7/30/2009 06:43:00 PM  
Anonymous Anonymous said...

I've often wondered whether he's really more popular than the long list of commonly-accepted lame-duck leaders the Tories had during the Blair years, or whether he's just had the good fortune to have his turn at the wheel during a period where Labour are even more unpopular than his party.

Both. Hague may be a good public-school-style debater, but he was too much the young fogeywhen faced with Blair's more media-friendly skills. IDS: just plain awful. Howard: too scary, and too late (Blair was ready for him). Cameron learnt loads from Blair, and is indeed lucky enough to be the Tory leader when it all went pear-shaped for the government and facing Brown's less telegenic appeal.

[redpesto]

7/30/2009 09:39:00 PM  
Anonymous skidmarx said...

Off-topic, I don't know whether you've dealt with DA's interview with Mark D'Arcy on Booktalk on the BBC Parliament Channel last week,due to your lack of a search function. He gave one of two reasons why Muslims might believe 911 conspiracy theories as an "intellectual inferiority complex" and mentioned that David Icke thinks he's a reptile.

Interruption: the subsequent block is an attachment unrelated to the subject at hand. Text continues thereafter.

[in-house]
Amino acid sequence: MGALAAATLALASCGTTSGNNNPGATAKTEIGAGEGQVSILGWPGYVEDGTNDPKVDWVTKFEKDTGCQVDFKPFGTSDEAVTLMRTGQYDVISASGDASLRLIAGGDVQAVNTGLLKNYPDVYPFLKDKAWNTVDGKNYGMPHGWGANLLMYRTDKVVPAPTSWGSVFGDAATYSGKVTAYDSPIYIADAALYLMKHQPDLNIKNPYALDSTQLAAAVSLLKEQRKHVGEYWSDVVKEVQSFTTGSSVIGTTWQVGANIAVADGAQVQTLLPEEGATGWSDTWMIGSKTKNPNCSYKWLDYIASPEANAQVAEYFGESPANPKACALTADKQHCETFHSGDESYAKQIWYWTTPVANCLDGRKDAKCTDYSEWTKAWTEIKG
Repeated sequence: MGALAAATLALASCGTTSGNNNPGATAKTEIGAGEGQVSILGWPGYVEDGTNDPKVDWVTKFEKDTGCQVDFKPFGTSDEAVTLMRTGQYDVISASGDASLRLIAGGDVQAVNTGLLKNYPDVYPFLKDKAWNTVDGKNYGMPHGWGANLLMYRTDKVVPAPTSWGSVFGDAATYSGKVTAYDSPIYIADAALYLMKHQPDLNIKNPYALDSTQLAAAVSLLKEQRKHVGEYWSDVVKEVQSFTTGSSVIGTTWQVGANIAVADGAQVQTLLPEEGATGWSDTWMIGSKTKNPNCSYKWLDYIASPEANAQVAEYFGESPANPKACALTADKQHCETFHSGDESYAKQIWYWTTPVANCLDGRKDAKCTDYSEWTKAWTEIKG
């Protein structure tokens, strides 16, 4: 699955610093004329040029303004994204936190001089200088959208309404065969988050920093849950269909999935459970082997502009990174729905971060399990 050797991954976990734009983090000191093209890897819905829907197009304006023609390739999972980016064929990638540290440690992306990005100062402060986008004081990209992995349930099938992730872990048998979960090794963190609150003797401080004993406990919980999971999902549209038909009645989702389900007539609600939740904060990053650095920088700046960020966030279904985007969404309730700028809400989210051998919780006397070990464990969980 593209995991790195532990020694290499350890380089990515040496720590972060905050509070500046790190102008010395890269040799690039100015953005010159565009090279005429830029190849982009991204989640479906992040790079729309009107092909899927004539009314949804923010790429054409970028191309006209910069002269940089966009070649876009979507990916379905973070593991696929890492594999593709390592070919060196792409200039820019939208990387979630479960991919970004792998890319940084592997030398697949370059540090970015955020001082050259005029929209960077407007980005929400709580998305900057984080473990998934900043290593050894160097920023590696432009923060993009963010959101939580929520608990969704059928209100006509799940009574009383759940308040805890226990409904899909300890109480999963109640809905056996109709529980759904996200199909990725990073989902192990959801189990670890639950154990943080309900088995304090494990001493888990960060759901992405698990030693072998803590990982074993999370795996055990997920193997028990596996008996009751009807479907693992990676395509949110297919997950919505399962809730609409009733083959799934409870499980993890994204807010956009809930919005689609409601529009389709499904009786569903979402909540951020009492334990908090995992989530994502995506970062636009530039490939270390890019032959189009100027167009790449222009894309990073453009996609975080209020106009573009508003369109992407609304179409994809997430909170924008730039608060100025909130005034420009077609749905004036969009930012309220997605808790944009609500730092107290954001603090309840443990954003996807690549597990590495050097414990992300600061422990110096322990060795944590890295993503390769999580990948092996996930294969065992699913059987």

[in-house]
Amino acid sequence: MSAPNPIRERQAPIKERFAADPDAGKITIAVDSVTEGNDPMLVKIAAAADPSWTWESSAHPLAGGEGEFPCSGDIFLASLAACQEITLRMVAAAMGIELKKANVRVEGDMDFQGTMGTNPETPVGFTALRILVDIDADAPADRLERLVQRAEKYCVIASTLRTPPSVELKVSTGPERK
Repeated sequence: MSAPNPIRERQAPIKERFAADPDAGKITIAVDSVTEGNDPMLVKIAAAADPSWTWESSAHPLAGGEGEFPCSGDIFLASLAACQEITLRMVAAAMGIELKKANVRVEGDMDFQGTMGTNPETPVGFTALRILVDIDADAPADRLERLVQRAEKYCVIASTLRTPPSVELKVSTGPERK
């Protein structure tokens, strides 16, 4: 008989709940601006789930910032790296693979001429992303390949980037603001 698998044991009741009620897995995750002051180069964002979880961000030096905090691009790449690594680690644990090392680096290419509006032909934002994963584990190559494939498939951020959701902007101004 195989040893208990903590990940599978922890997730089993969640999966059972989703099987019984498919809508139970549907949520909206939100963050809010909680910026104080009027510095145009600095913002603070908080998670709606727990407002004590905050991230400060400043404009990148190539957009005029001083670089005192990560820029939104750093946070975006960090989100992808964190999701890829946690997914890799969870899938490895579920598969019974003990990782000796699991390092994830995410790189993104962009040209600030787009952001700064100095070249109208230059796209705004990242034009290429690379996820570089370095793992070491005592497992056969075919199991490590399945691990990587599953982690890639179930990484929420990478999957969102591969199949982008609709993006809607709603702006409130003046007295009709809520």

7/31/2009 10:18:00 AM  
Anonymous organic cheeseboard said...

wow, what an odd thing to say - the reason why some people in the muslim world believe in 9/11 conspiracy theories is *either* that Muslims believe themselves inherently more virtuous than america/Israel, *or* that Muslims per se have a 'deeply embedded inferiority complex' which means that they believe 'themselves' incapable of the ability to have commited sept 11th...

does he honestly think this passes for objective analysis? As i've thought for a while (and as many others have said on here), this is the problem with 'analyzing' conspiracy theories - you're only one step away from amateur psychological 'analysis', often of entire nations or religions...